U.S. News and World Report has a great interview with New Republic Editor at Large Peter Beinart on Democrats and national security issues. See link http://tinyurl.com/qe2j9 There are two great quotes from Beinart in the article that I think hit the nail on the head.
"The Bush administration has wielded the threat of another (terrorist) attack in such a promiscuous and politically opportunistic way that some liberals have responded by believing the threat is a Republican creation."
"The argument with the left is that it's dangerous to equate American greatness with American purity. If you demand that America be unequivocally virtuous, you create a situation in which America can't act. In the real world of international affairs, you can't maintain complete moral purity in fighting evil."
Sunday's Boston Globe had a very interesting article about divisions among Democrats concerning national security and foreign policy. See link to article athttp://tinyurl.com/my393 It is amazing that only 54 percent of Democrats now support the invasion of Afghanistan. I wonder what the percentages would be for party activists ? We can certainly oppose the war in Iraq and the Republicans cynical manipulation of 9/11 without buying into the absurd notion that Islamic terrorism poses no threat to Americans.
* "MUDCAT" - COMMON SENSE POLITICAL ADVISER TO DEMOCRATS
"Mudcat" sounds like a rather primitive nickname but Dave Saunders, a good ole boy from rural Virginia, offers some sound advice to prominent Democrats on how to build a Democratic majority. Saunders offers a refreshing perspective to the Democratic Party on how to reach out to the South and Middle America. Here are some excerpts from an article from the UK Telegraph http://www.telegraph.co.uk/ about "Mudcat" and his political strategies for winning over Red America.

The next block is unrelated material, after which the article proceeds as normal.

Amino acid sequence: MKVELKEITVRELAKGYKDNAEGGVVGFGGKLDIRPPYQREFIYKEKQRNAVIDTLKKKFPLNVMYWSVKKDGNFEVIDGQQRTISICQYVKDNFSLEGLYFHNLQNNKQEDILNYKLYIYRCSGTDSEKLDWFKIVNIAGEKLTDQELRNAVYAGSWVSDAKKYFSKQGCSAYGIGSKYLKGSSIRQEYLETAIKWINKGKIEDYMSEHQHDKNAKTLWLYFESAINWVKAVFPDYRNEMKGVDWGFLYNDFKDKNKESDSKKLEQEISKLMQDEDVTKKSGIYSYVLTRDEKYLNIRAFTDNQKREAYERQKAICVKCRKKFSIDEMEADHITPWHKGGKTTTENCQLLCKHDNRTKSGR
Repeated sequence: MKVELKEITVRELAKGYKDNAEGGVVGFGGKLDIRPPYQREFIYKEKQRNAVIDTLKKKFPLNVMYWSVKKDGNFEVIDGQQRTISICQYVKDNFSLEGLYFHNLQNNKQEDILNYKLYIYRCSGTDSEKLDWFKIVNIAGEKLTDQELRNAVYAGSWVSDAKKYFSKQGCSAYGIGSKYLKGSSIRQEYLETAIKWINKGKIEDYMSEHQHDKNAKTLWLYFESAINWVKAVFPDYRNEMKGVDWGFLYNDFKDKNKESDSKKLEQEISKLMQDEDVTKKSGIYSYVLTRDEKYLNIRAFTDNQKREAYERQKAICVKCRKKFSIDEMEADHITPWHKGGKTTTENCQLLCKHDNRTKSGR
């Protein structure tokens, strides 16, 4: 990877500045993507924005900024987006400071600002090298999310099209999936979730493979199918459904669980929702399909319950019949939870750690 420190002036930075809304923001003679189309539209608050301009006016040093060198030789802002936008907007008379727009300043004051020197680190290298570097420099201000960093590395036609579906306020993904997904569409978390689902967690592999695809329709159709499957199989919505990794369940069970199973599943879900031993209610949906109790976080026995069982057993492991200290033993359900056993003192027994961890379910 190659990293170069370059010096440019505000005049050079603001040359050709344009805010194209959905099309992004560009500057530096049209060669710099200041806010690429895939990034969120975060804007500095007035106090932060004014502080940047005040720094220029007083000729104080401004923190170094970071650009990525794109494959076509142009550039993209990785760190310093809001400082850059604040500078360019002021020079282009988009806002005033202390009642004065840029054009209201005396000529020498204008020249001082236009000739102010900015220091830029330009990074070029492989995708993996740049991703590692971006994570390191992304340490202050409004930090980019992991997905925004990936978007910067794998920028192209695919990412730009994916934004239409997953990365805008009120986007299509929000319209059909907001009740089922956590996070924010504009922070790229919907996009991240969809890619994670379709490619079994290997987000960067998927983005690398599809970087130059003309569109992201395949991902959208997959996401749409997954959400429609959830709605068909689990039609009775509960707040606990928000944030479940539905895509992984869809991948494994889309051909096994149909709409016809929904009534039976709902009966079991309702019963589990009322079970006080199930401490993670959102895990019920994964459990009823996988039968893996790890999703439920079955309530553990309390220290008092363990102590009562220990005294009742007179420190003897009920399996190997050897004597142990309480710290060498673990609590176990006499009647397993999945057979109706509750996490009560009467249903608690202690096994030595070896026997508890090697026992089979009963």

"A gun-loving, stock-car racing-mad country boy, Dave 'Mudcat' Saunders has to be America's most improbable Democratic consultant. In Washington, interns can be seen flicking through his new book Foxes in the Henhouse - How the Republicans stole the south and the heartland and what the Democrats must do to run 'em out."
"Three weeks ago the Democrats' leader in the senate, Harry Reid, summoned him to a secret meeting of the party's senators, in Philadelphia, to tell them what they needed to do."I chastened them a little," he said. "I spoke for an hour and a quarter and I told them in plain English what was wrong. They think in New England that we [rural Americans] in the South sit around and say how much we hate gays and discuss who we can go and lynch."
"Mudcat helped to secure a remarkable victory for a Democrat, Mark Warner, as the last governor of Virgina, a very conservative state, by touting him at bluegrass festivals and stock-car races. Now he wants to repeat that on a national level."